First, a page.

For puppies and kittens, size really does matter.
Shelters say smaller animals get adopted faster, and animal experts say the runt of a litter tends to be better protected by the mother. Pet owners-to-be tend to heap attention on them, since they’re attracted to big heads on little bodies.
“Humans are drawn to animals or beings of any kind whose proportion of eyes to head is large,” said Dr. Julie Meadows, a faculty veterinarian at the William R. Pritchard Veterinary Medical Teaching Hospital at the University of California, Davis. “It’s why we all coo when we look” at babies, whether they’re human or animal.
For runts destined to become family pets, their size is their greatest risk before birth but also their greatest appeal after birth.
“It’s the underdog, undercat thing,” said Gayle Guthrie, founder-director of Stray Love Foundation in Magnolia Springs, Ala.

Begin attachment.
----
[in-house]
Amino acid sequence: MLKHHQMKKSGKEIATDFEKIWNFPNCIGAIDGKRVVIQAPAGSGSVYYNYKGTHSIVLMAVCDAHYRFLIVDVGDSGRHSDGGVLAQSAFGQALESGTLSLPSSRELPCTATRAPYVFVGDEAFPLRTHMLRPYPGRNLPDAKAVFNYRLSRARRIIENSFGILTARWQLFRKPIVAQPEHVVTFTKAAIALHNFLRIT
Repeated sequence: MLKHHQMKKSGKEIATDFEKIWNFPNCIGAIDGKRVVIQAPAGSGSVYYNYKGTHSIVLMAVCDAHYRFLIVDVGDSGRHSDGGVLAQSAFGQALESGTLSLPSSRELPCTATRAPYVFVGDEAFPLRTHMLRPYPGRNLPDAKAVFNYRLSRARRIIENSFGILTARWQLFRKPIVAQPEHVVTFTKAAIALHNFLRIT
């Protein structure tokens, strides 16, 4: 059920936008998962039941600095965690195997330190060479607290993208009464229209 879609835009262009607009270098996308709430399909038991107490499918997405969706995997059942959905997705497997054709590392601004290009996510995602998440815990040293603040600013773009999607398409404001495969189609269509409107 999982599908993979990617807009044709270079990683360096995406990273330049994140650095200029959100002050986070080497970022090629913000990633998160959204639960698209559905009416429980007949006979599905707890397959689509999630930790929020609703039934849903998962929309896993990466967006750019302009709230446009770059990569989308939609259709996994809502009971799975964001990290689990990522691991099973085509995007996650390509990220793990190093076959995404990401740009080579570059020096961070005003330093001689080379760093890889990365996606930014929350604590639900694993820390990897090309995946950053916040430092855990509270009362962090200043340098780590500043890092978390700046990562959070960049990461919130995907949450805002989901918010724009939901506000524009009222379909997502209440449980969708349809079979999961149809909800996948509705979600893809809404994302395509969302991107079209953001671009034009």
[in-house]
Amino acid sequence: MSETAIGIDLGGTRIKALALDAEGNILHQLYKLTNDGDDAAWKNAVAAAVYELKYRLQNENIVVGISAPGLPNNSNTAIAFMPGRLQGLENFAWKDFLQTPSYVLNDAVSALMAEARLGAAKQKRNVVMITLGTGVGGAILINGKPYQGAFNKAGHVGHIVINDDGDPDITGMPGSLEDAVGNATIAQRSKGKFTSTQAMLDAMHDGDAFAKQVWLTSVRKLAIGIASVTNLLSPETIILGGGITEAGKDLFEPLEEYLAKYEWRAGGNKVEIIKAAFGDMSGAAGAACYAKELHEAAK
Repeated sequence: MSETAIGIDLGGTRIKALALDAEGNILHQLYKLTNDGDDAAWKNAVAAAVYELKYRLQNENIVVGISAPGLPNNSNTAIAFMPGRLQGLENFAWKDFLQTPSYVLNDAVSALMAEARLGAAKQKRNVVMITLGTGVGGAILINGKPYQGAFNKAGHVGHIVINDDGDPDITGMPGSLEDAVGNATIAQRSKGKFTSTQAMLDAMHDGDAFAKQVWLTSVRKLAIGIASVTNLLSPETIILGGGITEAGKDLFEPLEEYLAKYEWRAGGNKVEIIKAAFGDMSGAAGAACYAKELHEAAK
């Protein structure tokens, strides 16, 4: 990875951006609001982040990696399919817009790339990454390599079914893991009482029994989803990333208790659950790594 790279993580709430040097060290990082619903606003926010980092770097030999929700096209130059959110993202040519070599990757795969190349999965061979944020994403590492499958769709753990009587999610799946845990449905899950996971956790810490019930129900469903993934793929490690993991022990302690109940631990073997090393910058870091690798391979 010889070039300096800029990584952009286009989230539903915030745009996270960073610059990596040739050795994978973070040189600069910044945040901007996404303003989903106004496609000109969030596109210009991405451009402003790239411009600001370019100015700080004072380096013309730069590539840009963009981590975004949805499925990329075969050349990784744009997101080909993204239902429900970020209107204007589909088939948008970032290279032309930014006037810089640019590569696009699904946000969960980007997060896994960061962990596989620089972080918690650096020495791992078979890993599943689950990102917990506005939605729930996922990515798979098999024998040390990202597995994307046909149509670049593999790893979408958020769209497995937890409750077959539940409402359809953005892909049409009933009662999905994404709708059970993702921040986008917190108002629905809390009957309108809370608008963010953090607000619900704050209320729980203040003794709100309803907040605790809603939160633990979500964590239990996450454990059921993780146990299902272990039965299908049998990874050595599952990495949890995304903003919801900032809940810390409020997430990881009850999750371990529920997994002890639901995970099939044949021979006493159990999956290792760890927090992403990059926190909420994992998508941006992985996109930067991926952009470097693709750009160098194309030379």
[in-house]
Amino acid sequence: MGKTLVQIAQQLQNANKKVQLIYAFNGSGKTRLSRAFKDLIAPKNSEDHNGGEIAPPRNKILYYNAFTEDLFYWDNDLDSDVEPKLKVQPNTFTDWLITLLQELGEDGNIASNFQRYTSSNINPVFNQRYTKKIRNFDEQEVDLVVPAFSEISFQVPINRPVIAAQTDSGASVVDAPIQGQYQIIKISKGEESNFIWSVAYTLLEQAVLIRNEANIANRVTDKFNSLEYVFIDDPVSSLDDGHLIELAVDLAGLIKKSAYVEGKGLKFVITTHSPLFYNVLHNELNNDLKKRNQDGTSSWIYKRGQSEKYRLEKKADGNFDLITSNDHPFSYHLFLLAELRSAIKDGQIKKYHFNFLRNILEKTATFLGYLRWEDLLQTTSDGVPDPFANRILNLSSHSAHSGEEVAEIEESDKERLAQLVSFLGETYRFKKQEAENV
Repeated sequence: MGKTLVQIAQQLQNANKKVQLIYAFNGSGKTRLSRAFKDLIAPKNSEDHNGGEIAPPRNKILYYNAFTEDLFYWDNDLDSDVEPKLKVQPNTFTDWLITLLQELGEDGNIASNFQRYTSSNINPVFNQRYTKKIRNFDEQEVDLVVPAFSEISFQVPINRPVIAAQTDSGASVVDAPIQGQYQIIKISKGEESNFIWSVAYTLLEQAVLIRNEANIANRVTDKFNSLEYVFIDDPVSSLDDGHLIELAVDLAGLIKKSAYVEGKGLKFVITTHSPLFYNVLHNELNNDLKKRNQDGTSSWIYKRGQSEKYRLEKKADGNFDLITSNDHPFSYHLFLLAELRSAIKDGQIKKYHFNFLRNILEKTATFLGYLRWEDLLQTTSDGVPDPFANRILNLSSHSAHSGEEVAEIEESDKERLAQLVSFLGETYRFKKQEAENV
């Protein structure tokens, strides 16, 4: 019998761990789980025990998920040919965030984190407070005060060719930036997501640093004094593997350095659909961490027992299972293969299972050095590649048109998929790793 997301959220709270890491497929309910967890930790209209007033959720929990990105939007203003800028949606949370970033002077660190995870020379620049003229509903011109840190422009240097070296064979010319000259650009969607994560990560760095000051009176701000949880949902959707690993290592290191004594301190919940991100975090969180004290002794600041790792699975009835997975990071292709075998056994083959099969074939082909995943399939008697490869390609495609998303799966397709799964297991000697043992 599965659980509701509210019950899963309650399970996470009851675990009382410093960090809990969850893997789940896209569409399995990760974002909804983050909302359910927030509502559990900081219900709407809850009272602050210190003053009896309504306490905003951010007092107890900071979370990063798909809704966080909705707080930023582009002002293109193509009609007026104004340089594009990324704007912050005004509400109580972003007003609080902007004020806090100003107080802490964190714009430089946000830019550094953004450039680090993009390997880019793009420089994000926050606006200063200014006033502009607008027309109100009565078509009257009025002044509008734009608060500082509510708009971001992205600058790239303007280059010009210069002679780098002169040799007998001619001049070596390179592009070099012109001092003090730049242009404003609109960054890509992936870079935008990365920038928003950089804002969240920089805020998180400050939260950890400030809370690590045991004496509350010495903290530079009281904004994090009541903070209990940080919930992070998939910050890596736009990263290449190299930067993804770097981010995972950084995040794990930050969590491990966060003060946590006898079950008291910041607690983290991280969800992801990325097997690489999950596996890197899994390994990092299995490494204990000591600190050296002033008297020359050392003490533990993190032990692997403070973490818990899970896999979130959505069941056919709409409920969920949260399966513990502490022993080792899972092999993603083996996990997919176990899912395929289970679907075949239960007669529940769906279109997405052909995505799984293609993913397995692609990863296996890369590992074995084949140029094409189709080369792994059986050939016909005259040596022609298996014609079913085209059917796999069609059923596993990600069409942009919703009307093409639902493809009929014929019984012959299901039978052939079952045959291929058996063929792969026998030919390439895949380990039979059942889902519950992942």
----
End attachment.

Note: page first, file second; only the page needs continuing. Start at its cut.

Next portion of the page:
At Stray Love, smaller rescue dogs are adopted five times faster than the larger ones. Meadows said that could be a result of the growing popularity of so-called pocket puppies — teacup dogs bred to be small and stay small.
“Pet owners are looking for that really cute runt equivalent, almost like we are selecting for runted creatures because we like those little things that can ride around in our purses and strollers and never weigh more than 5 pounds,” Meadows said.
A litter has only one true runt, but not every litter will have a runt. Litter-bearing mothers have Y-shaped uteruses. Those at the center of the Y get the least amount of food and have the greatest chance of being runts, while those closest to the mother’s blood supply get the most nourishment and have the highest birth weights, Meadows said.